David Goldman / Associated Press

Each day about lunchtime at Warner Robins High School, 17-year-old CJ Harris must leave campus to take his medicine.

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His dad, Curtis Harris, drives to school, gets CJ out of class, and the two ride around the block or sometimes head home. CJ draws some cannabis oil in a syringe, squirts it under his tongue and waits for it to dissolve.


He's been taking the medicine every six hours for the past four months for epilepsy.


MARTA Ridership Takes A Hit After I-85 Overpass Reopens

May 22, 2017
Alison Guillory / WABE

When the Interstate 85 overpass collapsed in late March, many metro-Atlanta commuters depended on MARTA to get to and from work. MARTA's daily usage numbers surged 11.5 to 12 percent. 

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But now that the overpass has re-opened, how many people are still using public transit? 

Will Heath / NBC via AP

A teen Instagram dancing sensation has gone from online to on-air after Katy Perry invited him to show off his moves during her "Saturday Night Live" performance this weekend.

Fifteen-year-old Russell Horning took the "SNL" stage during Perry's performance of her new single "Swish Swish." He wore his trademark backpack and did his signature move of quickly swaying his hands around his waist.

Global Warming: Summer In The Winter? Sounds Awesome, Right? Not So Much

May 22, 2017
via Pixabay

Do you remember that episode of “Phineas and Ferb” where they made it snow during the summer? They called it S’Winter, and all of the kids slid down huge heaps of snow, built snowmen and had crazy snowball fights in June!

When we were younger, the concept sounded pretty cool. I mean, snow during the hottest time of the year? That sounded amazing to the 12-year-old me! But what if, instead of making it snow during the summer, they made it hot during the winter? That would’ve been even better, right? Well, sure, from an animation standpoint. In real life? Not so much.

Kathleen Foody / Associated Press

Georgia schools are continuing efforts to win over picky eaters, using taste tests, chef visits and school gardens to encourage kids to pick up healthier items even as the state's former governor hit the pause button on some stricter nutrition standards for school meals as a top member of the Trump administration.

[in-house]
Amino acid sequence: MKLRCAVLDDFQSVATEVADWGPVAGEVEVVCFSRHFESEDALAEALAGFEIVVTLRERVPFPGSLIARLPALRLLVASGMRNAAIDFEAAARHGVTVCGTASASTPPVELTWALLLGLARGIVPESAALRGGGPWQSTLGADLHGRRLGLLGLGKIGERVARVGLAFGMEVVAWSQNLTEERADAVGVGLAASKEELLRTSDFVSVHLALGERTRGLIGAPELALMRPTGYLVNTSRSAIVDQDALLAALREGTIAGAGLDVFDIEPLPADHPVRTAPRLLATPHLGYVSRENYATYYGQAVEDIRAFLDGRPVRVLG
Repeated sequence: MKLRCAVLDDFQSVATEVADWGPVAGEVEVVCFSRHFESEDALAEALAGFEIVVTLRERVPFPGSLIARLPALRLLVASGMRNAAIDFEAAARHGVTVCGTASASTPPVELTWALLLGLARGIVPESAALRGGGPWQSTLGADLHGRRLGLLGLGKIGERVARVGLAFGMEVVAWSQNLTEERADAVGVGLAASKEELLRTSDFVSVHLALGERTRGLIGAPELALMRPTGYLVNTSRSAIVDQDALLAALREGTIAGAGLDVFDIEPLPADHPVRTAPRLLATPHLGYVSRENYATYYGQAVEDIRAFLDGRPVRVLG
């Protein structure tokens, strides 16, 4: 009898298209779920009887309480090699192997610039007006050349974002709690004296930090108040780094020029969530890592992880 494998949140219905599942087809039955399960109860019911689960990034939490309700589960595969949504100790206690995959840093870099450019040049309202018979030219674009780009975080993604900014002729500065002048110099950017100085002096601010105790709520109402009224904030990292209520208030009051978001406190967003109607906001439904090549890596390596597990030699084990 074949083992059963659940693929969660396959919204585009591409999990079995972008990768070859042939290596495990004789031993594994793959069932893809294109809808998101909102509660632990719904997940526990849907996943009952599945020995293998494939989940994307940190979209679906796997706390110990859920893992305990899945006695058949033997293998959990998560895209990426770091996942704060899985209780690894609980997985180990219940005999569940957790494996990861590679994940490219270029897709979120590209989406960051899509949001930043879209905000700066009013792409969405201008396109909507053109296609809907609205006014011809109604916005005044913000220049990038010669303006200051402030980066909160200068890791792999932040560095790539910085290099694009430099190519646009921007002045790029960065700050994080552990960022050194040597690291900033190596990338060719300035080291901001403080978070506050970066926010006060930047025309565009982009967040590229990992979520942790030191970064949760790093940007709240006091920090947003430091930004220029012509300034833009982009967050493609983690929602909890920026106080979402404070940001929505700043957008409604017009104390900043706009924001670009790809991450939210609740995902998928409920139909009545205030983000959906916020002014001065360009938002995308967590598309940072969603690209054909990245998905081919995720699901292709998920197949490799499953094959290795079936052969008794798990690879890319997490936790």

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Ric Feld / associated press file

Flash flood watches extended across a half-dozen states as torrential rains were expected in many areas of the South.


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The National Weather Service said flash flood watches Monday morning extended from the Texas Gulf coast through large parts of Louisiana, Mississippi, Alabama and Georgia.


A small part of the Florida panhandle was also under a flash flood watch early Monday.


Chris Carlson / Associated Press

For Atlanta Dream co-owner Mary Brock, there is practically a straight line between the basketball court and the board room, and she has data to back it up.

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“There have been so many studies and surveys done about successful women,” Brock said to In Conversation host Valerie Jackson. “If you look at women who are successful in business and you survey them and find out if they participated in sports at any time in their lives, over 80 percent participated in sports.”

2015 had the highest reported youth suicides in the past five years.
Martha Dalton / WABE

Eighteen children in Georgia have killed themselves this year. And state officials are working to stop and prevent those suicides.

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The Georgia Bureau of Investigation’s Child Fatality Review Program teamed up with state education and health officials to create a new training program for school personnel.

The program focuses on teaching educators warning signs in students and figuring out way to get the issue of suicide out in the open at their schools.

campus carry
Jaime Henry-White, File / Associated Press

Georgia's public colleges and technical schools will soon have to let students with permits carry concealed guns some places on campus. The new law bans guns in certain areas, including spaces where high school students take classes. However, that part of the bill could cause confusion.